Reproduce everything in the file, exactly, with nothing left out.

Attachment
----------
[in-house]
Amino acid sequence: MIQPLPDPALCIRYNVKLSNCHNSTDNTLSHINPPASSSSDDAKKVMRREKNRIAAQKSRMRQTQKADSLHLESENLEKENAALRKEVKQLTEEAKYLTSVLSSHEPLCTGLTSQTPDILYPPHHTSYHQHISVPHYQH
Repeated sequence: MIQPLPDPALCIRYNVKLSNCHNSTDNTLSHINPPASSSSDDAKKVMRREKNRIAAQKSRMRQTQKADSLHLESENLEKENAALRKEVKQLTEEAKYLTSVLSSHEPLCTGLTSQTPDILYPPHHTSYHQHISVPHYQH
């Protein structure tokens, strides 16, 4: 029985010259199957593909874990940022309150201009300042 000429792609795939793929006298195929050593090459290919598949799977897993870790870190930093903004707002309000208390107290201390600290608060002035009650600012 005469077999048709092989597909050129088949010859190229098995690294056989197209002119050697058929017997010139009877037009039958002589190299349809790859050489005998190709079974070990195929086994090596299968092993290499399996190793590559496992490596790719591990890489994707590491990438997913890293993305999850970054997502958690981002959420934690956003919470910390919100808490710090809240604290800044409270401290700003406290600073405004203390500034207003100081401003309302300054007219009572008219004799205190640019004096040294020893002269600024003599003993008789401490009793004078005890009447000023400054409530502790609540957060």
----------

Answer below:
[in-house]
Amino acid sequence: MIQPLPDPALCIRYNVKLSNCHNSTDNTLSHINPPASSSSDDAKKVMRREKNRIAAQKSRMRQTQKADSLHLESENLEKENAALRKEVKQLTEEAKYLTSVLSSHEPLCTGLTSQTPDILYPPHHTSYHQHISVPHYQH
Repeated sequence: MIQPLPDPALCIRYNVKLSNCHNSTDNTLSHINPPASSSSDDAKKVMRREKNRIAAQKSRMRQTQKADSLHLESENLEKENAALRKEVKQLTEEAKYLTSVLSSHEPLCTGLTSQTPDILYPPHHTSYHQHISVPHYQH
């Protein structure tokens, strides 16, 4: 029985010259199957593909874990940022309150201009300042 000429792609795939793929006298195929050593090459290919598949799977897993870790870190930093903004707002309000208390107290201390600290608060002035009650600012 005469077999048709092989597909050129088949010859190229098995690294056989197209002119050697058929017997010139009877037009039958002589190299349809790859050489005998190709079974070990195929086994090596299968092993290499399996190793590559496992490596790719591990890489994707590491990438997913890293993305999850970054997502958690981002959420934690956003919470910390919100808490710090809240604290800044409270401290700003406290600073405004203390500034207003100081401003309302300054007219009572008219004799205190640019004096040294020893002269600024003599003993008789401490009793004078005890009447000023400054409530502790609540957060």